Engaging with Spontaneous Anthropologies
Fieldwork Learning Practices across the Greek-Albanian Border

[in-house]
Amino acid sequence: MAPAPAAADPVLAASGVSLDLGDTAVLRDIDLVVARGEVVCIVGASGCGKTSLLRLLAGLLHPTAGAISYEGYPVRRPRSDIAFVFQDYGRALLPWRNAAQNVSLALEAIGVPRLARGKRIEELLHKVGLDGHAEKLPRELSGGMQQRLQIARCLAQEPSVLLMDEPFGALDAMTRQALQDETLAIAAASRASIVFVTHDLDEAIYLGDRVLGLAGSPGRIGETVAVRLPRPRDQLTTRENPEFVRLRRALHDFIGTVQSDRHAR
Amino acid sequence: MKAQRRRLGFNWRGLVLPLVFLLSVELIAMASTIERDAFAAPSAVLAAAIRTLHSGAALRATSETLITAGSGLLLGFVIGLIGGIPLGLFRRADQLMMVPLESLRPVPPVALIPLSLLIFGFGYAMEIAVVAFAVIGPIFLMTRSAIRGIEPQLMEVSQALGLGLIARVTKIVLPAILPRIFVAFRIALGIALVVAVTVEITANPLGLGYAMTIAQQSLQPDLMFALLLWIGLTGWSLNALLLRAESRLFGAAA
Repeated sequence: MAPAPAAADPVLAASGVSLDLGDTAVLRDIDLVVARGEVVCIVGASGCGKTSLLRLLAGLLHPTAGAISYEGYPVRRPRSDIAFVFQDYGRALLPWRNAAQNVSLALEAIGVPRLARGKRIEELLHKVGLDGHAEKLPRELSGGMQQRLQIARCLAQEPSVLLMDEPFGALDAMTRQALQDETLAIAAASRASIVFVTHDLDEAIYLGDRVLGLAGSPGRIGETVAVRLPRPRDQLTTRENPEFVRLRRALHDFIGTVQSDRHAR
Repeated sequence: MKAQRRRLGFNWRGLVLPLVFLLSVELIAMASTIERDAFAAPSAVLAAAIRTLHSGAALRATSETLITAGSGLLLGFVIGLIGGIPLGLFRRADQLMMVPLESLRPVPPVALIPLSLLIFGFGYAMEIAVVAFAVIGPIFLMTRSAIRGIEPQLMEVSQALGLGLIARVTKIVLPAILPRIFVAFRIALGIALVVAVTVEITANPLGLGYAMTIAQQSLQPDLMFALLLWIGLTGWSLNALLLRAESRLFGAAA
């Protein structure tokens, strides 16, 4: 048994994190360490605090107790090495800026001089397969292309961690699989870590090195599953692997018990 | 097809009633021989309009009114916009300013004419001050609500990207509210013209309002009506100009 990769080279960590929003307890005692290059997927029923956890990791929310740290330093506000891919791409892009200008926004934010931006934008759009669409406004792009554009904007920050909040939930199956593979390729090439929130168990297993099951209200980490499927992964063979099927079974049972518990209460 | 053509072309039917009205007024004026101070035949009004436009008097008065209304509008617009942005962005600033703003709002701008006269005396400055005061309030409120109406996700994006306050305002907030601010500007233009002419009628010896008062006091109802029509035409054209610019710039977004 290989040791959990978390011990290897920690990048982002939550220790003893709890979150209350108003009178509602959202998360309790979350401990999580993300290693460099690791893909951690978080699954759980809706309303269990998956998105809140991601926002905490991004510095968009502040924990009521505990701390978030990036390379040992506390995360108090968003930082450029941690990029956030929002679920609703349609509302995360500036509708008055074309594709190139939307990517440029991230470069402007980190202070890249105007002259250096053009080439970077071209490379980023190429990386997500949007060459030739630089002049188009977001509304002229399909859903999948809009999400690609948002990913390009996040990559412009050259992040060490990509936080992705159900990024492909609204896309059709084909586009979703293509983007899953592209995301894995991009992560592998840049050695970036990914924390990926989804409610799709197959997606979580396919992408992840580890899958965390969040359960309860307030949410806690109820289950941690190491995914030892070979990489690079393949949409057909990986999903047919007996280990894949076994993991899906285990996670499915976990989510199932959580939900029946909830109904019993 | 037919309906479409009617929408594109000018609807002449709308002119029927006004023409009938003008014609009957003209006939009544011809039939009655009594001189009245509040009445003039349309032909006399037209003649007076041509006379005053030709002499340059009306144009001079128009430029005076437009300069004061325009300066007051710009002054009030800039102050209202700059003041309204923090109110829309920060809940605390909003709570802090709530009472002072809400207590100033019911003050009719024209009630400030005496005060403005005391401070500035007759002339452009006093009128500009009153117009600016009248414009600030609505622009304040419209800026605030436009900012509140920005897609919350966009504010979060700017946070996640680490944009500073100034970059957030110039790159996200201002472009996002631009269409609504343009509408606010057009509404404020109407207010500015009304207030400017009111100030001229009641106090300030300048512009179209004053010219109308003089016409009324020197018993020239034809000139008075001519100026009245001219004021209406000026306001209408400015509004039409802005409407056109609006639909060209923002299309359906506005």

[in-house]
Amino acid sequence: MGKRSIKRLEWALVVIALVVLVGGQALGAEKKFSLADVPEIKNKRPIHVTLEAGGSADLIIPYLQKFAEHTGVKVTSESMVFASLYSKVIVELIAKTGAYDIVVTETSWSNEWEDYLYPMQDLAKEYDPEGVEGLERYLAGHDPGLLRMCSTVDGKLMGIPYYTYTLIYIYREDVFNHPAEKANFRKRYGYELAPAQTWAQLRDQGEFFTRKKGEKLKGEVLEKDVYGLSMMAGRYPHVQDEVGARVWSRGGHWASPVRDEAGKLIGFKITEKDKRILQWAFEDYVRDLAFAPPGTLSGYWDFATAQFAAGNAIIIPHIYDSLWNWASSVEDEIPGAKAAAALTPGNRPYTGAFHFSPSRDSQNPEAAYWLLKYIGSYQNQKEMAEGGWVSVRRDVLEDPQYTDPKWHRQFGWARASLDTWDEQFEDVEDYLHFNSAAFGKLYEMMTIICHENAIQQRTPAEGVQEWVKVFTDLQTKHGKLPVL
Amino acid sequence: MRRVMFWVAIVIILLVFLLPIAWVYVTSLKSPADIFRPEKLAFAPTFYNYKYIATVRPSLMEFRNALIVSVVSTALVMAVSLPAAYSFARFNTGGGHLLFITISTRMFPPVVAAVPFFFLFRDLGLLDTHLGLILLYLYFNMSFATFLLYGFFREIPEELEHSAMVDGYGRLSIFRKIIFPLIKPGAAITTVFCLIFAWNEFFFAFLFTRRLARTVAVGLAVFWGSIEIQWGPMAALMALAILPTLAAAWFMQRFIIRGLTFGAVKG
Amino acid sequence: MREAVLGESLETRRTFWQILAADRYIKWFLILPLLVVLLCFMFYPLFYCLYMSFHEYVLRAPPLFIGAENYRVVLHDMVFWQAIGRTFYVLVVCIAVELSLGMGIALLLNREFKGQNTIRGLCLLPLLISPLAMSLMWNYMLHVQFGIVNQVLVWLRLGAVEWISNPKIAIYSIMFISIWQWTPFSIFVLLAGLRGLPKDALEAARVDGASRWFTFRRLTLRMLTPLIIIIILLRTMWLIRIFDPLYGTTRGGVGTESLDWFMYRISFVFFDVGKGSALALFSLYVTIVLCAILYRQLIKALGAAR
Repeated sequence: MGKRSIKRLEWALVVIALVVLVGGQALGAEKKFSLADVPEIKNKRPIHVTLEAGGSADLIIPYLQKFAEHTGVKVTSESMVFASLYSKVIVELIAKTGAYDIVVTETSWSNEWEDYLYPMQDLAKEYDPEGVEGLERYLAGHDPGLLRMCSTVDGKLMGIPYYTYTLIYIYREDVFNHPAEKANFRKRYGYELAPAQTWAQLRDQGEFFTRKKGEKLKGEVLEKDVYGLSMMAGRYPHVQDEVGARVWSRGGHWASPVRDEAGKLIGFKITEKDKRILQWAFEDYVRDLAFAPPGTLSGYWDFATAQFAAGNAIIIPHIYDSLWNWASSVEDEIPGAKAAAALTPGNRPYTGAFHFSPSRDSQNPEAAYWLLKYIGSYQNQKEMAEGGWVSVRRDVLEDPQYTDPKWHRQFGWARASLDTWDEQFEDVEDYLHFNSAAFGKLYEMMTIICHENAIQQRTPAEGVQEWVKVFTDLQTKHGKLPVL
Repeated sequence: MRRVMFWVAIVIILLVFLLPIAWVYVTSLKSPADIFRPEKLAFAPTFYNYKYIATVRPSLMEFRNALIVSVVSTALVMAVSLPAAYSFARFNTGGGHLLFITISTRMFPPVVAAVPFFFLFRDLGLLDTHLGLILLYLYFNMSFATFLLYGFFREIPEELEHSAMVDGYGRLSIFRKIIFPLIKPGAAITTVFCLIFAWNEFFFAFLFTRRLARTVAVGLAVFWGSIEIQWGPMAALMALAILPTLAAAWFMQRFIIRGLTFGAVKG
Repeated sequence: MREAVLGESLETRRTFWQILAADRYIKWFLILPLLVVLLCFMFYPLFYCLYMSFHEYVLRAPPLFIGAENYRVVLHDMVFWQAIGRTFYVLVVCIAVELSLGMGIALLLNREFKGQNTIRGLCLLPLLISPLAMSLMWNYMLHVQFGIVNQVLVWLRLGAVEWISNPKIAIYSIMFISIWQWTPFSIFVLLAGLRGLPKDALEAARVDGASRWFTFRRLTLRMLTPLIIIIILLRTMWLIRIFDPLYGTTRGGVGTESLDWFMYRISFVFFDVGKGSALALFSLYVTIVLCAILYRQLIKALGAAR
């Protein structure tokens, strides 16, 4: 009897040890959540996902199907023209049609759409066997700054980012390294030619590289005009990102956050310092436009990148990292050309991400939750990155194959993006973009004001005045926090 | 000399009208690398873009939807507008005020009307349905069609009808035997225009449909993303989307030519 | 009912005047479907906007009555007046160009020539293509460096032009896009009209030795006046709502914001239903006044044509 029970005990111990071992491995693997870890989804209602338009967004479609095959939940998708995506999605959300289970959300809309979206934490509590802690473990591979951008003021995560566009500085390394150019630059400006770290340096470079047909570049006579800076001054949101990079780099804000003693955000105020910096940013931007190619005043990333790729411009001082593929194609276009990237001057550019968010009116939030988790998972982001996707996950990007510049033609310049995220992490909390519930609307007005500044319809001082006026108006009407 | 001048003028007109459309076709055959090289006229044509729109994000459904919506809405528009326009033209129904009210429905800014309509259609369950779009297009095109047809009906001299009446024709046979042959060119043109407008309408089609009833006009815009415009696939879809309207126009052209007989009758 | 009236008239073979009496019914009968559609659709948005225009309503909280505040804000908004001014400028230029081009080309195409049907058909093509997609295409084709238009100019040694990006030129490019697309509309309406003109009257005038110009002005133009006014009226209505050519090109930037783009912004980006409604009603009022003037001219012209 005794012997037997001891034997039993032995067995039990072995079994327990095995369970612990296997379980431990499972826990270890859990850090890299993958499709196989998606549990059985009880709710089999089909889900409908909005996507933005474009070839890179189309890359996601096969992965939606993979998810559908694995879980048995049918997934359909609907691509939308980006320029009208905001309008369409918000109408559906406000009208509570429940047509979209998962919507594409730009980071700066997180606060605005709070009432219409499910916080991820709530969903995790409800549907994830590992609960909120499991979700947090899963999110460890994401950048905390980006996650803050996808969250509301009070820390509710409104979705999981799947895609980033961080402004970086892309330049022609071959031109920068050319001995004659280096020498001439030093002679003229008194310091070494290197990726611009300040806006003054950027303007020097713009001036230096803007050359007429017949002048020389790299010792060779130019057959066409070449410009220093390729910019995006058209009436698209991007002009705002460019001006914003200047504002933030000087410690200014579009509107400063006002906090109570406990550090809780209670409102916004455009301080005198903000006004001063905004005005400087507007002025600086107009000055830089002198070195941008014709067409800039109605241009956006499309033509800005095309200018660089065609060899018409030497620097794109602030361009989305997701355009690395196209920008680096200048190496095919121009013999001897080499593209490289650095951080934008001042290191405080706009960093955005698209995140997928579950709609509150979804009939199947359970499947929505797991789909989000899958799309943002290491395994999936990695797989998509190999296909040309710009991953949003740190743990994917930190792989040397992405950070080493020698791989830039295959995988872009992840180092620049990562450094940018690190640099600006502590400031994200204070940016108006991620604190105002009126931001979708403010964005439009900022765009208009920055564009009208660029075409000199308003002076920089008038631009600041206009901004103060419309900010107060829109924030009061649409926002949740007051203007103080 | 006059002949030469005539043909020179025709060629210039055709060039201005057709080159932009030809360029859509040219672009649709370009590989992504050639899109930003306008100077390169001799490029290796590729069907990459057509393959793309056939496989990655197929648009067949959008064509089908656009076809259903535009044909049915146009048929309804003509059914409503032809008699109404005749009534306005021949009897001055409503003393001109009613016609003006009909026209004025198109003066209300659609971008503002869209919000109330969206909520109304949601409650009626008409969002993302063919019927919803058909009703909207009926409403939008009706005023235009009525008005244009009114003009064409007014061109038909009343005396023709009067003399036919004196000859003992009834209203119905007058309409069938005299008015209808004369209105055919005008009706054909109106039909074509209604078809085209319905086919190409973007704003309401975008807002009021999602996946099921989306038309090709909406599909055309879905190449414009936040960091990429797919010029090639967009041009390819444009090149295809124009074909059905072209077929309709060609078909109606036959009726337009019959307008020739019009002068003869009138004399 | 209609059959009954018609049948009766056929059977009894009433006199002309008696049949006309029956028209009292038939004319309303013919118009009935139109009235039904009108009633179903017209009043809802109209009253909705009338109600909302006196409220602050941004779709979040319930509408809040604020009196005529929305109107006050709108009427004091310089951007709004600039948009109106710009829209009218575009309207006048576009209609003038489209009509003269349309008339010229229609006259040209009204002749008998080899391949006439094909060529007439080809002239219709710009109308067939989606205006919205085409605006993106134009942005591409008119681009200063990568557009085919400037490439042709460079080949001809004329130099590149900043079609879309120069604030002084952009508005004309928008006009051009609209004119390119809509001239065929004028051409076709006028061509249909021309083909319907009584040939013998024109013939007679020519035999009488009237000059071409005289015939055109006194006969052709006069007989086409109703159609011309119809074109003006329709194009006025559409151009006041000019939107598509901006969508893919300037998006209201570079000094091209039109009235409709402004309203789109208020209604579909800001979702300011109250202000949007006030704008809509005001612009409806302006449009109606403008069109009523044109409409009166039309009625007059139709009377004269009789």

This paper reflects upon the relevance of ‘spontaneous' anthropologies for the ways anthropological knowledge is produced and circulated, understood and made relevant either in teaching settings or in the broader public discourse. Inspired by Antonio Gramsci's observations on ‘spontaneous philosophy' and ‘common sense', I consider ‘spontaneous' anthropologies those conceptions and views – often fragmentary and contradictory – through which people make sense of the world they live in and act upon. Arguably, this is also what provides the rough empirical materials for more analytical understandings and explanations of the social and cultural worlds investigated by anthropologists. Drawing from my own research experience with Greek and Albanian border populations, I discuss the relationship between anthropology and ‘spontaneous' anthropologies in fieldwork learning practices. I suggest that closer engagements with ‘spontaneous' anthropologies in and across national borders can offer a fruitful basis for strengthening both teaching practices and critical anthropological interventions in the public sphere.
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